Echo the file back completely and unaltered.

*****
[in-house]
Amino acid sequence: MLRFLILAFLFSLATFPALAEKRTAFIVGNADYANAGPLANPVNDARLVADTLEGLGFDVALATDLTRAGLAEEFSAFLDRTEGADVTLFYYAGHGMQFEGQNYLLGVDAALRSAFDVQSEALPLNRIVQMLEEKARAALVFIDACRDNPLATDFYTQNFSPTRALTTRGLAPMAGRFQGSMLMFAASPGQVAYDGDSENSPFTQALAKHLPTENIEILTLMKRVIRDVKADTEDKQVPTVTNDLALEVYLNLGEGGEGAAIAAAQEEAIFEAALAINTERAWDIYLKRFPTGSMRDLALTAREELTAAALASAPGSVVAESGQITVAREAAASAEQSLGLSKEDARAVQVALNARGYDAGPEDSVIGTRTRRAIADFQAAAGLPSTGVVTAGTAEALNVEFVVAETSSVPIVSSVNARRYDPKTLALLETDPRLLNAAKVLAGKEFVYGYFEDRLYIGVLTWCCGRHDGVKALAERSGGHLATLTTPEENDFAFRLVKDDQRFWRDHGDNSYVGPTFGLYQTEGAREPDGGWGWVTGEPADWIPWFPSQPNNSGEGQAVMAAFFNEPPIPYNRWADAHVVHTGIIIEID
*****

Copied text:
[in-house]
Amino acid sequence: MLRFLILAFLFSLATFPALAEKRTAFIVGNADYANAGPLANPVNDARLVADTLEGLGFDVALATDLTRAGLAEEFSAFLDRTEGADVTLFYYAGHGMQFEGQNYLLGVDAALRSAFDVQSEALPLNRIVQMLEEKARAALVFIDACRDNPLATDFYTQNFSPTRALTTRGLAPMAGRFQGSMLMFAASPGQVAYDGDSENSPFTQALAKHLPTENIEILTLMKRVIRDVKADTEDKQVPTVTNDLALEVYLNLGEGGEGAAIAAAQEEAIFEAALAINTERAWDIYLKRFPTGSMRDLALTAREELTAAALASAPGSVVAESGQITVAREAAASAEQSLGLSKEDARAVQVALNARGYDAGPEDSVIGTRTRRAIADFQAAAGLPSTGVVTAGTAEALNVEFVVAETSSVPIVSSVNARRYDPKTLALLETDPRLLNAAKVLAGKEFVYGYFEDRLYIGVLTWCCGRHDGVKALAERSGGHLATLTTPEENDFAFRLVKDDQRFWRDHGDNSYVGPTFGLYQTEGAREPDGGWGWVTGEPADWIPWFPSQPNNSGEGQAVMAAFFNEPPIPYNRWADAHVVHTGIIIEID